One more FET as a switch question

Thanks all for being so helpful with my question last night and this morning. Here is one last one before I start building.

I have this cool little key switch that my kid found and we want that to be our main power. I found what I think is the same part online and I think maybe it can just barely handle the power on our robot. We're right at the rating and that is assuming I'm not mistaken about what part it is and that's a 50:50.

So I don't want to push everything through that switch, but it has to cut the main ground to the battery, again that's 7 - 18V. The bot pulls somewhere in the neighborhood of 10-12A at the most at 7V and far less at 18V. Probably in the neighborhood of 80W if everything is locked up at full stall current. Most of the time it will be far far less than that, but those are the worst case with a little safety built in numbers that I'm working towards.

I have a relay that I can use for sure. But I wondered if a transistor solution might be nicer. I have a few NFET transistors laying around from other projects.

I was thinking something like this:

I have this huge transistor with a big honking heat sink on it. I know it can take the current:
FCA47N60F - 47A - 600V. It may be way overkill. Even so I prefer overkill to buying something else.

But I also have RFD3055LE and AOI514 but those are logic level and I've got full battery voltage here so I shouldn't need that right?

Or do I?

It's another case of if I can build with what I got. I've got all kinds of resistors and caps and stuff here. But that's about all I got for FETs. If I can't do it with this then I'll just use the relay.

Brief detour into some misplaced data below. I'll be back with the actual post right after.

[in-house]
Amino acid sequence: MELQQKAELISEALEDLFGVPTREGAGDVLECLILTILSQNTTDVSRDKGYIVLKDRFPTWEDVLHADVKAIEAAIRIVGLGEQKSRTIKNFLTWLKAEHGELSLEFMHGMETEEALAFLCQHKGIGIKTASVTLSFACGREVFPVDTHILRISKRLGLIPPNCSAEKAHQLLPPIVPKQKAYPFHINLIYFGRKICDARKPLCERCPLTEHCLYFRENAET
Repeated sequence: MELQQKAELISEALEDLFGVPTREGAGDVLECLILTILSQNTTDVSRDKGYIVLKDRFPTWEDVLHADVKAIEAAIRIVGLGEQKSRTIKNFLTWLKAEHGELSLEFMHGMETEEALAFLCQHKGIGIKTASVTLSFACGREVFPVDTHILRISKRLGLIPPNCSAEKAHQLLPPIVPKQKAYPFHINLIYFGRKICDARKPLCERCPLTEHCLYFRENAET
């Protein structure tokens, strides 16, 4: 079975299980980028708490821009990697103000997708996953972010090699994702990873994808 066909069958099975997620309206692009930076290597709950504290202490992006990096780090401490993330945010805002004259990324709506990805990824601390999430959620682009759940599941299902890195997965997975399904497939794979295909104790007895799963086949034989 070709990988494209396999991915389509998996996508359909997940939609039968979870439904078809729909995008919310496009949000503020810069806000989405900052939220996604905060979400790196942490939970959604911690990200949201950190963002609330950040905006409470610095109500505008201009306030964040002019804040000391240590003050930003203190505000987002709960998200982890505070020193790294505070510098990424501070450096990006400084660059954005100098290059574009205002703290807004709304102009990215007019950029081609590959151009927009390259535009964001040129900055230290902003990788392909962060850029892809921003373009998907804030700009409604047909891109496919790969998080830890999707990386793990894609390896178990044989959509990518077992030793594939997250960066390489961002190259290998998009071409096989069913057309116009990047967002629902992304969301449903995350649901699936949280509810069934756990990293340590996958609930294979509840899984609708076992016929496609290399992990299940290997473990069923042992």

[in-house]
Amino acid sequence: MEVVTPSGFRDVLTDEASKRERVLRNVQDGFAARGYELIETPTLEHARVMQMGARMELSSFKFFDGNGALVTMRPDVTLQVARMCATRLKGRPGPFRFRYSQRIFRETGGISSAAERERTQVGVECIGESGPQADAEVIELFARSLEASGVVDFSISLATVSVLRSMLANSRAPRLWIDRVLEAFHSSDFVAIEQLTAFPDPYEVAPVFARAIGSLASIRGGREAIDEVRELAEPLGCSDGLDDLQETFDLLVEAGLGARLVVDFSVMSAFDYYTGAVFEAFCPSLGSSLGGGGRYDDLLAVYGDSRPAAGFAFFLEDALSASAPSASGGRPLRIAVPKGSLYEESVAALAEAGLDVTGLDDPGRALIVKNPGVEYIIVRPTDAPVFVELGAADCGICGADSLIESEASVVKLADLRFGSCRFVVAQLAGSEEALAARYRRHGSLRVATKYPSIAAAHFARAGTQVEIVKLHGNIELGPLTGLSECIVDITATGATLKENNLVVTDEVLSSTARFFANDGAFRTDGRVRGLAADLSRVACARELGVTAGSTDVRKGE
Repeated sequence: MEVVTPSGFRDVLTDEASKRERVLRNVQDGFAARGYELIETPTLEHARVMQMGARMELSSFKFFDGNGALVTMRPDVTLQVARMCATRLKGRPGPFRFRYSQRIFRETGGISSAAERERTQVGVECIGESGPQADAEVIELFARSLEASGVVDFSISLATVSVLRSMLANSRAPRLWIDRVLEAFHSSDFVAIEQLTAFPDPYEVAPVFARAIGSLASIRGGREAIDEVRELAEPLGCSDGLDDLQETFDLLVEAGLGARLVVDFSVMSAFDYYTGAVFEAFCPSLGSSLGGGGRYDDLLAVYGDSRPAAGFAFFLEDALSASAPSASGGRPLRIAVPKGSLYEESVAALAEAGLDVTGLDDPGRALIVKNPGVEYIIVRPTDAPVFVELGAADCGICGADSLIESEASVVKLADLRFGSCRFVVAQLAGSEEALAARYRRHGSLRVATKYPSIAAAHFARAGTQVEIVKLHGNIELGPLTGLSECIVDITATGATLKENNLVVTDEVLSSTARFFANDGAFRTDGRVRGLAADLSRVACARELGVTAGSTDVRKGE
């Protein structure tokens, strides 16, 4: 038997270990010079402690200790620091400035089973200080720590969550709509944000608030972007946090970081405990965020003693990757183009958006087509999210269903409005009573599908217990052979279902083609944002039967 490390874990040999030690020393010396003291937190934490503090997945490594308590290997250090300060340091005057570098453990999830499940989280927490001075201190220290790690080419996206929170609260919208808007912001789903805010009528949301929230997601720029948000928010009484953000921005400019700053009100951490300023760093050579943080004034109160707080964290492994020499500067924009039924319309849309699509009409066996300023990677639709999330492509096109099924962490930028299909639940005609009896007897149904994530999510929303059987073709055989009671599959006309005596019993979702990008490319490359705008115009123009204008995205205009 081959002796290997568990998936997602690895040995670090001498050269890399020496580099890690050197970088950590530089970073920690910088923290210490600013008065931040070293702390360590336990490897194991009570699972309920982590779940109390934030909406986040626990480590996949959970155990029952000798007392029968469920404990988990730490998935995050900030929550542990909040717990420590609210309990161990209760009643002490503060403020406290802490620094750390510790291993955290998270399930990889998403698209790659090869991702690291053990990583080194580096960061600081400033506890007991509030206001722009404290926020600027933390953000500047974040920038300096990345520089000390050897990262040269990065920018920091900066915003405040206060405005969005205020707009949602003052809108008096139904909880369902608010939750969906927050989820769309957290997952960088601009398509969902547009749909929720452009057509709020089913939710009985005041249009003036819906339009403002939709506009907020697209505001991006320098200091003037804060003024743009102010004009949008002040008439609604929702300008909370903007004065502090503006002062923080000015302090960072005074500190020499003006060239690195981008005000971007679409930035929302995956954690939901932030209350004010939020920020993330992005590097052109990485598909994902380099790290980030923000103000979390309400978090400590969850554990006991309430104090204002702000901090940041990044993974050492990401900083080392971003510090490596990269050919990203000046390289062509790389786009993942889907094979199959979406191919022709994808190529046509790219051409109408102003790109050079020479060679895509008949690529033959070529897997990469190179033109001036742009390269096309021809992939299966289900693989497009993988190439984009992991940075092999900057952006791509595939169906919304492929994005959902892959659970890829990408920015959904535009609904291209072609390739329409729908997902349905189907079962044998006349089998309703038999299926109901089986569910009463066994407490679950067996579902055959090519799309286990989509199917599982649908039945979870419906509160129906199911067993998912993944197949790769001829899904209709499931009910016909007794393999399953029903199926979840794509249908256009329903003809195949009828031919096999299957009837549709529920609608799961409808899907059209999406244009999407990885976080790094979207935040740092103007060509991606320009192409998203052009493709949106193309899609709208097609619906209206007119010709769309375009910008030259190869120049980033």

If it's a bad idea for whatever reason, please school me. That's why I came here today was to learn about switching power. Consider this me turning in my homework.

Allow me to revise those numbers a bit. I'm looking at it now and it's probably more like 110W at the worst case. I've got two motors that combined can pull 10A at 9V at full stall so that's 90, plus I've got 10 small servos in there.

Still nothing compared to the rating on that superfet and it can screw right to the side of the robot chassis as a heat sink.

No clue what you’re guessing at no idea what motor you’re using or any relevant details. My idea of robots can pull way more current than that. Are we talking table top ones?

wolframore:
No clue what you’re guessing at no idea what motor you’re using or any relevant details. My idea of robots can pull way more current than that. Are we talking table top ones?

No a little remote controlled tank. It's not very big. I think the one transistor is so much overkill that I'm not too worried about actually calculating it.

I do know what the motors pull, I looked that up. I know what the servos use. I've added a bit.

I'm not too worried about the power, it's the circuit I'm looking at. I think any of those NFETs would be more than able to handle the currents as long as they can tolerate the voltages.

If the lowest voltage you switch is 7V, you probably need a logic level one. The non-logic level FETs usually want 10V to be fully open.

Do check the maximum rating of the gate-source voltage. E.g the IRL540 can handle no more than 10V, the IRLZ44N is limited to 16V. Your 18V would destroy both. A zener can limit this voltage. The higher the voltage at the gate, the lower the on resistance.